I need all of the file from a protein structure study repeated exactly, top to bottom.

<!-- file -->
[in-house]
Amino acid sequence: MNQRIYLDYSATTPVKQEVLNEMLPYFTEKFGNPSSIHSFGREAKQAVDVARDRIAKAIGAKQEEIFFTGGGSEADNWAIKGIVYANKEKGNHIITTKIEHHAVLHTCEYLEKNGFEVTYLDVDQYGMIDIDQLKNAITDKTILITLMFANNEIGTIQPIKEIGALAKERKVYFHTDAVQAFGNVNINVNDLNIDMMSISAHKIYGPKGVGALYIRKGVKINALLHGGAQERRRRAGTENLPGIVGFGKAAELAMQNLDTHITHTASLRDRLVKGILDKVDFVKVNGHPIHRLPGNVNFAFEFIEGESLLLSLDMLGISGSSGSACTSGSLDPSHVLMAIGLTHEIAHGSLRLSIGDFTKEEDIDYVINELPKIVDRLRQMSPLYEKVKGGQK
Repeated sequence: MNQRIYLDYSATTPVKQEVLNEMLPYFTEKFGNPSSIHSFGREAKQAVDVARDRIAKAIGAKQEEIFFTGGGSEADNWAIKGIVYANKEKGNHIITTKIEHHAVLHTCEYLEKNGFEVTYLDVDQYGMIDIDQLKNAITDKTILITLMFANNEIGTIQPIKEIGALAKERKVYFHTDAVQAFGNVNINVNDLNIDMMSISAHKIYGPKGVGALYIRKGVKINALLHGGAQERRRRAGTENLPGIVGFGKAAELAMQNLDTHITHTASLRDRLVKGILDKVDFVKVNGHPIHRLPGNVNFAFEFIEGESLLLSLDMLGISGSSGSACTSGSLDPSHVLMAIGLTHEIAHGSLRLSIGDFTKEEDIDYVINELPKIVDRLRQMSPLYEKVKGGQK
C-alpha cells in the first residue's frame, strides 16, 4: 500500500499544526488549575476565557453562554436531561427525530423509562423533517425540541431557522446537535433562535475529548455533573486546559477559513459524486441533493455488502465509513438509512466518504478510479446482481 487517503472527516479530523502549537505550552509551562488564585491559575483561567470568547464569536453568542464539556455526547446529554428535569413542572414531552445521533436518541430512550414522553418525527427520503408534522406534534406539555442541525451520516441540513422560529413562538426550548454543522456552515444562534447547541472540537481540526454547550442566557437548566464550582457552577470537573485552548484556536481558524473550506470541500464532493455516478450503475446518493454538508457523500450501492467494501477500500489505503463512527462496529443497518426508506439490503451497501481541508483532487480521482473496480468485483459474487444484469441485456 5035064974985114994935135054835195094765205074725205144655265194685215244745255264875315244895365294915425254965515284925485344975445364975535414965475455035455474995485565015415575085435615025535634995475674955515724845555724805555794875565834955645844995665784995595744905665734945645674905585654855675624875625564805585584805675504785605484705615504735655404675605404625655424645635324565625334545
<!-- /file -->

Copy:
[in-house]
Amino acid sequence: MNQRIYLDYSATTPVKQEVLNEMLPYFTEKFGNPSSIHSFGREAKQAVDVARDRIAKAIGAKQEEIFFTGGGSEADNWAIKGIVYANKEKGNHIITTKIEHHAVLHTCEYLEKNGFEVTYLDVDQYGMIDIDQLKNAITDKTILITLMFANNEIGTIQPIKEIGALAKERKVYFHTDAVQAFGNVNINVNDLNIDMMSISAHKIYGPKGVGALYIRKGVKINALLHGGAQERRRRAGTENLPGIVGFGKAAELAMQNLDTHITHTASLRDRLVKGILDKVDFVKVNGHPIHRLPGNVNFAFEFIEGESLLLSLDMLGISGSSGSACTSGSLDPSHVLMAIGLTHEIAHGSLRLSIGDFTKEEDIDYVINELPKIVDRLRQMSPLYEKVKGGQK
Repeated sequence: MNQRIYLDYSATTPVKQEVLNEMLPYFTEKFGNPSSIHSFGREAKQAVDVARDRIAKAIGAKQEEIFFTGGGSEADNWAIKGIVYANKEKGNHIITTKIEHHAVLHTCEYLEKNGFEVTYLDVDQYGMIDIDQLKNAITDKTILITLMFANNEIGTIQPIKEIGALAKERKVYFHTDAVQAFGNVNINVNDLNIDMMSISAHKIYGPKGVGALYIRKGVKINALLHGGAQERRRRAGTENLPGIVGFGKAAELAMQNLDTHITHTASLRDRLVKGILDKVDFVKVNGHPIHRLPGNVNFAFEFIEGESLLLSLDMLGISGSSGSACTSGSLDPSHVLMAIGLTHEIAHGSLRLSIGDFTKEEDIDYVINELPKIVDRLRQMSPLYEKVKGGQK
C-alpha cells in the first residue's frame, strides 16, 4: 500500500499544526488549575476565557453562554436531561427525530423509562423533517425540541431557522446537535433562535475529548455533573486546559477559513459524486441533493455488502465509513438509512466518504478510479446482481 487517503472527516479530523502549537505550552509551562488564585491559575483561567470568547464569536453568542464539556455526547446529554428535569413542572414531552445521533436518541430512550414522553418525527427520503408534522406534534406539555442541525451520516441540513422560529413562538426550548454543522456552515444562534447547541472540537481540526454547550442566557437548566464550582457552577470537573485552548484556536481558524473550506470541500464532493455516478450503475446518493454538508457523500450501492467494501477500500489505503463512527462496529443497518426508506439490503451497501481541508483532487480521482473496480468485483459474487444484469441485456 5035064974985114994935135054835195094765205074725205144655265194685215244745255264875315244895365294915425254965515284925485344975445364975535414965475455035455474995485565015415575085435615025535634995475674955515724845555724805555794875565834955645844995665784995595744905665734945645674905585654855675624875625564805585584805675504785605484705615504735655404675605404625655424645635324565625334545